The Tenses

In general, tense in Greek involves two elements: aspect (kind of action, [sometimes call Aktionsart, though a difference does need to be made between the two]) and time. Aspect is the primary value of tense in Greek and time is secondary, if involved at all. In other words, tense is that feature of the verb that indicates the speaker's presentation of the verbal action (or state) with reference to its aspect and, under certain conditions, its time. [See Wallace's discussion of the significance of tense, aspect, and time, and also his discussion of the difference between portrayal and reality.]


The Present Tense
A. Narrow-Band Presents
1. Instantaneous (Aorist, Punctiliar) Present
2. Progressive (Descriptive) Present
B. Broad-Band Presents
3. Present of Past Action Still in Progress
4. Iterative Present
5. Lifestyle (Customary, General) Present
6. Gnomic Present
C. Special Uses of the Present Tense
7. Historical (Dramatic) Present
8. Futuristic Present
9. Present Retained in Indirect Discourse

With reference to aspect, the present tense is internal (that is, it portrays the action from the inside of the event, without special regard for beginning or end), but it makes no comment as to fulfillment (or completion). The present tense's portrayal of an even "focusses on its development or progress and sees the occurence in regard to its internal make-up, without beginning or end in view" (Fanning, 102). It is sometimes called progressive: It "basically represents an activity as in process (or in progress)" McKay, 225).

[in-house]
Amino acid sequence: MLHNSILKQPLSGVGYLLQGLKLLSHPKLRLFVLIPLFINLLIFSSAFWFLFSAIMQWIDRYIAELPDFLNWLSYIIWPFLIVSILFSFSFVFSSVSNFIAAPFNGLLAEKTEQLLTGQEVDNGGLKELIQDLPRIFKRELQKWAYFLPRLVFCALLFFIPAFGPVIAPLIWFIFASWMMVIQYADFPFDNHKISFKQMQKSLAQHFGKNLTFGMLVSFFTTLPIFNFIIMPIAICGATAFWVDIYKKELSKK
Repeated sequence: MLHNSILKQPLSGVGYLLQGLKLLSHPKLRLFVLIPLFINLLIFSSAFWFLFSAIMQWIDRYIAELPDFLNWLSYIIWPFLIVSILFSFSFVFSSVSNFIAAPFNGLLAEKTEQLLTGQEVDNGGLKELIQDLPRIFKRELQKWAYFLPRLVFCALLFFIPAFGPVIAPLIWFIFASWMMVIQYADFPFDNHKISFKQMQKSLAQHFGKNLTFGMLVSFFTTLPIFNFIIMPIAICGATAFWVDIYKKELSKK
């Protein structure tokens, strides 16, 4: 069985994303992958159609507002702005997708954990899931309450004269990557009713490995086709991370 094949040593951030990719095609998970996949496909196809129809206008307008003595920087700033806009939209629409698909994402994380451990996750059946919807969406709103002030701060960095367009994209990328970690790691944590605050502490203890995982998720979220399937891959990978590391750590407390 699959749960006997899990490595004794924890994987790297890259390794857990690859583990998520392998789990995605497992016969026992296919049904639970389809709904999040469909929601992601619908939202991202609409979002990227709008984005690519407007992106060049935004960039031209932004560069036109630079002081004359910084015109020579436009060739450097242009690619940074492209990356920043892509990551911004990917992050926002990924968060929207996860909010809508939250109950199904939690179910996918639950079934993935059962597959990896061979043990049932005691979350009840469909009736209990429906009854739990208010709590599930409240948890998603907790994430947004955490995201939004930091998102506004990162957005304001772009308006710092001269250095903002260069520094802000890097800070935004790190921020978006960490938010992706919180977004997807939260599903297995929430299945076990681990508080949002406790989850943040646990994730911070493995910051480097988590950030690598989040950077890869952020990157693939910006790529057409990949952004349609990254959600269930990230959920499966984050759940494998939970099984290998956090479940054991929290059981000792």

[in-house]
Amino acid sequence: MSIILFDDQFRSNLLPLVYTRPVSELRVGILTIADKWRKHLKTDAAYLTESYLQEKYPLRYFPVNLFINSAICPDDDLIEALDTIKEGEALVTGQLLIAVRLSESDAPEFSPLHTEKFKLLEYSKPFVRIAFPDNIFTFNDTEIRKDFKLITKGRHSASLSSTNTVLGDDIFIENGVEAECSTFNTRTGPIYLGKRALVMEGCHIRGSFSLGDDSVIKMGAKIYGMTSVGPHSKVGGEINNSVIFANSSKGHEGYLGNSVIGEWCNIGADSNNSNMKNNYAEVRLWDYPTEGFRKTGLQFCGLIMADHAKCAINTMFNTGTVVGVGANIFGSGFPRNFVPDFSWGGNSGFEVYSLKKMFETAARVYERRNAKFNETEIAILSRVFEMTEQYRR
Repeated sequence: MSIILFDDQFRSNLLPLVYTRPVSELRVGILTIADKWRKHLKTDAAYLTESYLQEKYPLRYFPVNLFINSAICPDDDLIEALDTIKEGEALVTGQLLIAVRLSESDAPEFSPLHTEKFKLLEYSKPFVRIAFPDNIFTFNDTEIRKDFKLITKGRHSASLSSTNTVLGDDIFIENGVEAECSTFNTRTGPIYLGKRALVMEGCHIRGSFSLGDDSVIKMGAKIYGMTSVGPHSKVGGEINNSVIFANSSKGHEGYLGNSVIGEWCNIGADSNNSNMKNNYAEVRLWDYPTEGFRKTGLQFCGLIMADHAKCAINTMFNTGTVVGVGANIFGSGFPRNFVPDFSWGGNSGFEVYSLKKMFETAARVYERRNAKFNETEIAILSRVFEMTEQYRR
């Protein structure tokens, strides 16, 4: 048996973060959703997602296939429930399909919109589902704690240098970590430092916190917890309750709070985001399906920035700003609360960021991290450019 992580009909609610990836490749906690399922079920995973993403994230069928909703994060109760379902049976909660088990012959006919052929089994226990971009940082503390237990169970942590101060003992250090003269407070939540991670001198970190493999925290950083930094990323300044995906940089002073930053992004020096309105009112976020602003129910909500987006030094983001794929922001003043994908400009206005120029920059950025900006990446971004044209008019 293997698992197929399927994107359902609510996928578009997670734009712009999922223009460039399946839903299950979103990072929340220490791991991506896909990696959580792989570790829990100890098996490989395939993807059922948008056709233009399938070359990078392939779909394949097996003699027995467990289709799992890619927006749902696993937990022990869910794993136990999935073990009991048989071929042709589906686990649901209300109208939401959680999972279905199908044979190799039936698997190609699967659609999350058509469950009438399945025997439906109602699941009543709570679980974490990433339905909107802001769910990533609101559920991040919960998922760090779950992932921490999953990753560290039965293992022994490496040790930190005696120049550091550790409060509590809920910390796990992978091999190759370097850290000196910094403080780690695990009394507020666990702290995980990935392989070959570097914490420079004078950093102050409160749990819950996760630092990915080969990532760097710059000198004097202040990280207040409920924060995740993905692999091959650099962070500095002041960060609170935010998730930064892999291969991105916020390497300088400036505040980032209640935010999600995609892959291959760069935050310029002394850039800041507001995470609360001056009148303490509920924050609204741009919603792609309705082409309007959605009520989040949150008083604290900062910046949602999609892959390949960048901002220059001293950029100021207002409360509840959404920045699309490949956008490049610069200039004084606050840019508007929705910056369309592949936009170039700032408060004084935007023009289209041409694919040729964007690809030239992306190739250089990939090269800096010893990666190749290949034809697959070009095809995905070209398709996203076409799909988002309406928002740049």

With reference to time, the present indicative is usually present time, but it may be other than or broader that the present time (e.g. historical present, gnomic present).

The specific uses of the present tense can be categorized into three groups: narrow-band presents, broad-band presents, and special uses. "Narrow band" means that the action is portrayed as occuring over a relatively short interval; "broad band" means that the action is portrayed as occurring over a longer time interval; "special uses" include instances that do not fit into the other two categories, especially those involving a time frame that is other than the present.

A. Narrow-Band Presents

The action is portrayed as being in progress, or as occurring. In the indicative mood, it is portrayed as occurring in the present time ("right now"), that is, at the time speaking.

1. Instantaneous (Aorist, Punctiliar) Present

2. Progressive (Descriptive) Present

B. Broad-Band Presents

The following four categories of the present tense include those that are used to indicate an event or occurence taking place over a long interval, or an extended sequence of events.